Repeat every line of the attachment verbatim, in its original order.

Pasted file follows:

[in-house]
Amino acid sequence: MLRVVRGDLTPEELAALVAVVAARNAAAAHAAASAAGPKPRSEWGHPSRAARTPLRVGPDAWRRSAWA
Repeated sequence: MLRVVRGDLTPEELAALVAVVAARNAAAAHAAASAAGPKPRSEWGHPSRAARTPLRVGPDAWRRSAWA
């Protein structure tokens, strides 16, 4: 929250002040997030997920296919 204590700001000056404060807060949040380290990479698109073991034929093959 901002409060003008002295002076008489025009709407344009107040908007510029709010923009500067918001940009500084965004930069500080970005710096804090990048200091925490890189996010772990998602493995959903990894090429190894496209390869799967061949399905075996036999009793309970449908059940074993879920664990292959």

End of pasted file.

[in-house]
Amino acid sequence: MLRVVRGDLTPEELAALVAVVAARNAAAAHAAASAAGPKPRSEWGHPSRAARTPLRVGPDAWRRSAWA
Repeated sequence: MLRVVRGDLTPEELAALVAVVAARNAAAAHAAASAAGPKPRSEWGHPSRAARTPLRVGPDAWRRSAWA
């Protein structure tokens, strides 16, 4: 929250002040997030997920296919 204590700001000056404060807060949040380290990479698109073991034929093959 901002409060003008002295002076008489025009709407344009107040908007510029709010923009500067918001940009500084965004930069500080970005710096804090990048200091925490890189996010772990998602493995959903990894090429190894496209390869799967061949399905075996036999009793309970449908059940074993879920664990292959």